lawskills
Loading
Did you know you can download our entire database for free?


Resources
[more] 

Georgia Caselaw:
Browse
Greatest Hits

Georgia Code: Browse

(external) Findlaw Georgia Law Resources


This site exists because of donors like you.

Thanks!


Lawskills.com Georgia Caselaw
BARLOW v. THE STATE.
56913.
SMITH, Judge.
Drug violation. Houston Superior Court. Before Judge Hunt.
Barlow appeals from the trial court's denial of his motion to suppress evidence seized upon a warrantless search. We reverse.
Appellant was convicted of possessing nine ounces of marijuana, in violation of the Georgia Controlled Substances Act. The events leading up to the seizure of the marijuana, as brought out at the suppression hearing, are as follows: On the evening of September 16, 1977, the Warner Robins police department received a telephone call reporting that a shooting had occurred at 315 Evergreen Street. The perpetrator was described as a black male, and he was said to have departed the address driving a 1967 or 1968, "cream-colored" Chevrolet. The police dispatcher relayed this information to Captain Smith, who investigated. Shortly thereafter, another telephone caller reported a shooting at 132 Old Mission Way in Warner Robins, and the related information indicated the same individual was responsible. Captain Smith went to the latter address and, after finding nothing amiss, patrolled in the immediate vicinity. A few minutes later, Captain Smith spotted a car fitting the description parked in the driveway of the Old Mission Way address. According to Smith, a crowd of people was "just in front of" the vehicle, and he parked his patrol car directly behind the suspect's. Smith inquired generally as to who owned the car, and a white male, the appellant, responded that he did. While a conversation ensued between the two as they stood at the front of appellant's car, Sergeant Britt, the "back-up" to Smith, arrived in his patrol car. The dispatcher had related to Britt the car's, not the suspect's, description. As the appellant and Smith continued conversing, Britt approached the appellant's car, and, looking for a gun, "shined a flashlight" onto the front seat. The contents of an open, brown grocery bag on the front seat reflected the flashlight's beam, and "the first thing that crossed [Britt's] mind was that possibly it was a nickel-plated pistol." Britt said he then "held the light up higher and raised up to where [he] could look over in [the bag] and at this time [he] could tell there was [sic] several plastic bags individually rolled that [he] presumed to be marijuana." Britt testified that, from his vantage point outside the car, he could not see the contents of the glassine bags. He further testified it was only after he reached inside the car and picked up the grocery bag that he could tell the glassine bags contained a "green, leafy substance." No gun was found inside the car, and appellant was arrested only for violating the Controlled Substances Act.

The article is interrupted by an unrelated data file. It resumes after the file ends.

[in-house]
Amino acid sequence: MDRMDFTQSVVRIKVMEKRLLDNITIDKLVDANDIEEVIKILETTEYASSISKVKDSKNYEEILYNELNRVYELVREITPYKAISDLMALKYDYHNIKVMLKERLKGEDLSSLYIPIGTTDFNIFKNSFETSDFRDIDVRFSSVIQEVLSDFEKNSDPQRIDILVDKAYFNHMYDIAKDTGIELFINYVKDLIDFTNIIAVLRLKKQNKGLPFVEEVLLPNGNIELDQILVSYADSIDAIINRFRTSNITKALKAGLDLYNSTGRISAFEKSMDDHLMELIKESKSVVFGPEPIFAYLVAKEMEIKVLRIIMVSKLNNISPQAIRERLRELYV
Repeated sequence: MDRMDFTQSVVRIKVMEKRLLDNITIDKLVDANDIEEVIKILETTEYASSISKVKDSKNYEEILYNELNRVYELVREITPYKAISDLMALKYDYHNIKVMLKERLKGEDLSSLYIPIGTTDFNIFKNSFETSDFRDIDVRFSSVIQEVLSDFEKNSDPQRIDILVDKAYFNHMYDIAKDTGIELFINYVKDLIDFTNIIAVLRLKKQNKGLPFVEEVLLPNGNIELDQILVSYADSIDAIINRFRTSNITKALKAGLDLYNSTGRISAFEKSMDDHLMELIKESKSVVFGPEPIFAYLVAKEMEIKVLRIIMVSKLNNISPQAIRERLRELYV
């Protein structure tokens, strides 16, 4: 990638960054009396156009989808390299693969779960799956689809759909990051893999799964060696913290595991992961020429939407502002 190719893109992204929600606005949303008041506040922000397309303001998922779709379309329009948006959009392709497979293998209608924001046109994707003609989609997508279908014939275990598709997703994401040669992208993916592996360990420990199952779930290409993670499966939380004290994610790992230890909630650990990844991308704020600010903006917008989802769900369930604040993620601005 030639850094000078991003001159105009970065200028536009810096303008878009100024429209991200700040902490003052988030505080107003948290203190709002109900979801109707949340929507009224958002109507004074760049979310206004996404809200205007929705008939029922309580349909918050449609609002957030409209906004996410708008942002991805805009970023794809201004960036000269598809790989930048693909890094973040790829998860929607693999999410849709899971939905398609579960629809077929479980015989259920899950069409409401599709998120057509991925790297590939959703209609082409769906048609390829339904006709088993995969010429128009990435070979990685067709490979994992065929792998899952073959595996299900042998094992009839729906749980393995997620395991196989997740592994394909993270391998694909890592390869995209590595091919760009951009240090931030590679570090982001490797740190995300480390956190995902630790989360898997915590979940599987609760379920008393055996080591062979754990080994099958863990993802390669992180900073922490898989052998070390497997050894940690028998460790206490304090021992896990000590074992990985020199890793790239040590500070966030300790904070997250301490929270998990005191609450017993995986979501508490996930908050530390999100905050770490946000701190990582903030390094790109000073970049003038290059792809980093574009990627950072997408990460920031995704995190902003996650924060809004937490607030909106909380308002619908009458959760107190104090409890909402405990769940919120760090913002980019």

"Probable cause would exist for the warrantless search of a vehicle only if the facts and circumstances would cause a reasonably prudent person to believe that contraband was present in the vehicle." Fuqua v. State, 142 Ga. App. 632, 633 (236 SE2d 685) (1977). The only fact the state set forth as alleged justification for the warrantless search was Britt's sighting of a grocery bag containing individually rolled, plastic baggies. That fact did not suffice to establish probable cause, but rather it would warrant, at most, only a "suspicion or 'strong reason to suspect.' " 1 Fuqua, supra, at p. 633. See L. B. B. v. State of Ga., 129 Ga. App. 163 (198 SE2d 895) (1973). The trial court thus erred in denying appellant's motion to suppress.
Theron Finlayson, for appellant.
Notes
1  Neither appellant's motion to suppress nor his appellate brief alleges that "exigent circumstances" (see Carroll v. United States, 267 U. S. 132 (45 SC 280, 69 LEd 543) (1932)) were lacking.
SUBMITTED NOVEMBER 14, 1978 -- DECIDED JANUARY 18, 1979.
Friday May 22 01:54 EDT


This site exists because of donors like you.

Thanks!


Valid HTML 4.0!

Valid CSS!





Home - Tour - Disclaimer - Privacy - Contact Us
Copyright © 2000,2002,2004 Lawskills.com